Aristotle's Three Types Of Life

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According to Aristotle, everything we do in life, we do for the sake of some good, or at least something we perceive to be good. We call an act good if it satisfies a certain need. The satisfaction of this need is then considered good if it is a means for satisfying some further need, and this, in turn, is good if it will satisfy still another need. Sooner or later this process reaches a point where it is no longer a means for some further end but is an end in itself. This final end is what Aristotle means by the chief good. The chief good is good for its own sake and all other goods are means.
Aristotle purposes that happiness is the chief good. It makes sense if we think about it. Happiness is desirable, I can’t use happiness to achieve
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Aristotle believes the life of pleasure is beastly and slavish and is suited for animals. The life of honor is not self-sufficient it is associated with happiness for people who live a political life These kinds of life according to Aristotle are superficial and fake. The contemplative life is the better, but Aristotle believed that neither of these achieved the highest status or reached a final end. He said that those things were imperfect by themselves because they are not…show more content…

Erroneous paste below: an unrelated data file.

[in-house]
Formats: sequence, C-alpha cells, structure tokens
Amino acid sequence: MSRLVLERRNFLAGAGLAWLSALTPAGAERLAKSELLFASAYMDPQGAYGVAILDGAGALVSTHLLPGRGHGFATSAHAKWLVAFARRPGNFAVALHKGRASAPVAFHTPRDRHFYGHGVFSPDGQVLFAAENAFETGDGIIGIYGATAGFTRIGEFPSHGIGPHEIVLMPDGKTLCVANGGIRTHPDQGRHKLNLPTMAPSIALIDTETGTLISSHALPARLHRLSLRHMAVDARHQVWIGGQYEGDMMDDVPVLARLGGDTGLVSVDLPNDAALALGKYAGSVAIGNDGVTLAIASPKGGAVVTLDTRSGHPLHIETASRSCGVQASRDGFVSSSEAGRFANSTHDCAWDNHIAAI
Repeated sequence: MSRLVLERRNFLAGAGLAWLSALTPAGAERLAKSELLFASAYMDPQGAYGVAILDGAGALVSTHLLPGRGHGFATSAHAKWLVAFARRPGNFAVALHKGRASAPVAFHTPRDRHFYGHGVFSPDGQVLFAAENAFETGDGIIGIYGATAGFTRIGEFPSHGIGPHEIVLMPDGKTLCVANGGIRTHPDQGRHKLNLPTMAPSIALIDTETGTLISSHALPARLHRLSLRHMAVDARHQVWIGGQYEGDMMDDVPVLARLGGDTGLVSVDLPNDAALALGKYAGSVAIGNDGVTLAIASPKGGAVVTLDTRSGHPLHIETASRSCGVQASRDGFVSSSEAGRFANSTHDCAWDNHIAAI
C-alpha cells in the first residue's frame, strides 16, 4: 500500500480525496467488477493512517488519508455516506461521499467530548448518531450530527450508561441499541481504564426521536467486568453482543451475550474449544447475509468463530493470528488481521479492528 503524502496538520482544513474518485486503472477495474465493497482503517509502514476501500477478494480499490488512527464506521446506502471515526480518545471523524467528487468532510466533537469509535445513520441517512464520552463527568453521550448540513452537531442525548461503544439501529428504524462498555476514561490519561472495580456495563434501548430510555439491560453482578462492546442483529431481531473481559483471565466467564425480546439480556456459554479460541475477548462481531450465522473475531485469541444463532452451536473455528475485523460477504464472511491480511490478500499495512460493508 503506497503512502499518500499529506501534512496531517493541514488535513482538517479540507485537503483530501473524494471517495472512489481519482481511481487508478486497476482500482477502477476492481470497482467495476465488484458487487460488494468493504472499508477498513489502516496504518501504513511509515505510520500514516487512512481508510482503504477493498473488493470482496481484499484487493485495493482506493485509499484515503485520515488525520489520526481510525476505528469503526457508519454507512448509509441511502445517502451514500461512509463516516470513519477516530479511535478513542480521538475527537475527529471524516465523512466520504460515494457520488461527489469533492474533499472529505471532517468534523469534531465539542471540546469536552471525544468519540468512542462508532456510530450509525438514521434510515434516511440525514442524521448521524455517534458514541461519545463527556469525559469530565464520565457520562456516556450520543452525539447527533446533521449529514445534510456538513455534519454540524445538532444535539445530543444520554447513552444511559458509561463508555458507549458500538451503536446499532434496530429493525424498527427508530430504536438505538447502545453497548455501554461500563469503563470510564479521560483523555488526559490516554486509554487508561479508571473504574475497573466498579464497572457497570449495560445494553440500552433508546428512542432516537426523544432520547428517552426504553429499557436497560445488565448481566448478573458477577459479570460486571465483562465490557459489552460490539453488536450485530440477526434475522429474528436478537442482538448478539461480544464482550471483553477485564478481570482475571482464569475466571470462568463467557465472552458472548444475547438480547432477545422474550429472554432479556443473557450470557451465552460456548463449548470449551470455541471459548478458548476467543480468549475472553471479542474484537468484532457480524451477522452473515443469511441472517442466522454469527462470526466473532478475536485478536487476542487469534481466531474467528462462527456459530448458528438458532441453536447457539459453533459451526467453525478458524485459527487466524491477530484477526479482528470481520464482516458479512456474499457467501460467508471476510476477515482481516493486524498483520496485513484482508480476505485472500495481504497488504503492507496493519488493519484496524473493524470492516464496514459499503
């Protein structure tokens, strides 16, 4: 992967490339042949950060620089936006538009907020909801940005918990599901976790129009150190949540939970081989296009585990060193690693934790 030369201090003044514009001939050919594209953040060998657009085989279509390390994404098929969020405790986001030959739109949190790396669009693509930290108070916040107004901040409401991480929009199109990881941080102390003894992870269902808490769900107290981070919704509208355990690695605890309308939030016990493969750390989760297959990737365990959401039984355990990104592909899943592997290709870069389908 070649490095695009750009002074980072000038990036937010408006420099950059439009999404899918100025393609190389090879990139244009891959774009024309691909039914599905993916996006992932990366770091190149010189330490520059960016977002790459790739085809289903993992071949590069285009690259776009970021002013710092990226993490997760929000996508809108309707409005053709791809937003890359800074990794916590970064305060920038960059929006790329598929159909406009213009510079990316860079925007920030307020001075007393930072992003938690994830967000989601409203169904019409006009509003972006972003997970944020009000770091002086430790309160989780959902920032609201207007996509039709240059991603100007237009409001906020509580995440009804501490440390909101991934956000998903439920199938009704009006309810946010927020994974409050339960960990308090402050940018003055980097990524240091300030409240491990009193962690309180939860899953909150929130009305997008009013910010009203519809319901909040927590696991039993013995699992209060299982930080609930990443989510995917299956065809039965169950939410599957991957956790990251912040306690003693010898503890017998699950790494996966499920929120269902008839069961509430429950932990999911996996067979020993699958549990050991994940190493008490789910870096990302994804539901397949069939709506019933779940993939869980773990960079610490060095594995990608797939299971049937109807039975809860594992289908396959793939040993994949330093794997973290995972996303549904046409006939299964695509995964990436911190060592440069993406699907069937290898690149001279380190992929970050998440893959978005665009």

Aristotle says that eudaimonia is the greatest intrinsically valuable. Eudaimonia is a Greek word commonly translated as happiness or well being, however, the term also translates as fulfillment, success, and flourishing. A person who is eudaimon is not just merely enjoying life but is relishing life by living magnificently. One’s reputation and success, different than one’s emotional welfare, can be affected by death, which makes Aristotle’s discussion of eudaimonia after death significantly more relevant. Eudaimonia is commonly recognized as the chief good. Aristotle discusses four central views which are vital to eudaimonia being the ultimate human good. First, one must live a life bestowing to one’s function. Second, natural, honorable activity is essential for one to live a life of happiness. Third, one needs external goods such as wealth, power and friends in order to be happy. Finally, to live a life of happiness, one has to live a complete life in accordance with virtue in order to conclude that the person lived a happy
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